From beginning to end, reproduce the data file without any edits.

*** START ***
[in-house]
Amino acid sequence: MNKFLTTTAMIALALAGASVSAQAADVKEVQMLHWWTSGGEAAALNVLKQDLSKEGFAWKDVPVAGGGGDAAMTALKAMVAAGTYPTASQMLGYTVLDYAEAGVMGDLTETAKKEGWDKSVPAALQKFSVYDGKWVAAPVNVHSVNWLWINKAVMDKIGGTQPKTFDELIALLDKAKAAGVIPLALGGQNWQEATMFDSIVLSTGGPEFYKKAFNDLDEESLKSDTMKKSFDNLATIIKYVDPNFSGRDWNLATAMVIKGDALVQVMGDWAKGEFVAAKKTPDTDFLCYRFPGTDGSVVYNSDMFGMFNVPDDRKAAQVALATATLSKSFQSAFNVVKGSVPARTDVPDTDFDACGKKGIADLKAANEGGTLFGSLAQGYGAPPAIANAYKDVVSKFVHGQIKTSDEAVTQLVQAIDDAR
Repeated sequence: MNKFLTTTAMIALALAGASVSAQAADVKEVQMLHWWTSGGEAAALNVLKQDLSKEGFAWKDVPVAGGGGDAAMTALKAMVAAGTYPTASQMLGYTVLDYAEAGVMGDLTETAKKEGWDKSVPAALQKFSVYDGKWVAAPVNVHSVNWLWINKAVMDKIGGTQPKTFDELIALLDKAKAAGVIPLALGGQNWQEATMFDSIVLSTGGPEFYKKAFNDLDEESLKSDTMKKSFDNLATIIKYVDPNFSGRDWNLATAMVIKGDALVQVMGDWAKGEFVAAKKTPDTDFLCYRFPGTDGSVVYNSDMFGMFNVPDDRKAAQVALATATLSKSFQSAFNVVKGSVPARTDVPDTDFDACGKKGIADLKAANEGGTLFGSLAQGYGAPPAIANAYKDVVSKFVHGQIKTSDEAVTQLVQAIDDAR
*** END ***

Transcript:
[in-house]
Amino acid sequence: MNKFLTTTAMIALALAGASVSAQAADVKEVQMLHWWTSGGEAAALNVLKQDLSKEGFAWKDVPVAGGGGDAAMTALKAMVAAGTYPTASQMLGYTVLDYAEAGVMGDLTETAKKEGWDKSVPAALQKFSVYDGKWVAAPVNVHSVNWLWINKAVMDKIGGTQPKTFDELIALLDKAKAAGVIPLALGGQNWQEATMFDSIVLSTGGPEFYKKAFNDLDEESLKSDTMKKSFDNLATIIKYVDPNFSGRDWNLATAMVIKGDALVQVMGDWAKGEFVAAKKTPDTDFLCYRFPGTDGSVVYNSDMFGMFNVPDDRKAAQVALATATLSKSFQSAFNVVKGSVPARTDVPDTDFDACGKKGIADLKAANEGGTLFGSLAQGYGAPPAIANAYKDVVSKFVHGQIKTSDEAVTQLVQAIDDAR
Repeated sequence: MNKFLTTTAMIALALAGASVSAQAADVKEVQMLHWWTSGGEAAALNVLKQDLSKEGFAWKDVPVAGGGGDAAMTALKAMVAAGTYPTASQMLGYTVLDYAEAGVMGDLTETAKKEGWDKSVPAALQKFSVYDGKWVAAPVNVHSVNWLWINKAVMDKIGGTQPKTFDELIALLDKAKAAGVIPLALGGQNWQEATMFDSIVLSTGGPEFYKKAFNDLDEESLKSDTMKKSFDNLATIIKYVDPNFSGRDWNLATAMVIKGDALVQVMGDWAKGEFVAAKKTPDTDFLCYRFPGTDGSVVYNSDMFGMFNVPDDRKAAQVALATATLSKSFQSAFNVVKGSVPARTDVPDTDFDACGKKGIADLKAANEGGTLFGSLAQGYGAPPAIANAYKDVVSKFVHGQIKTSDEAVTQLVQAIDDAR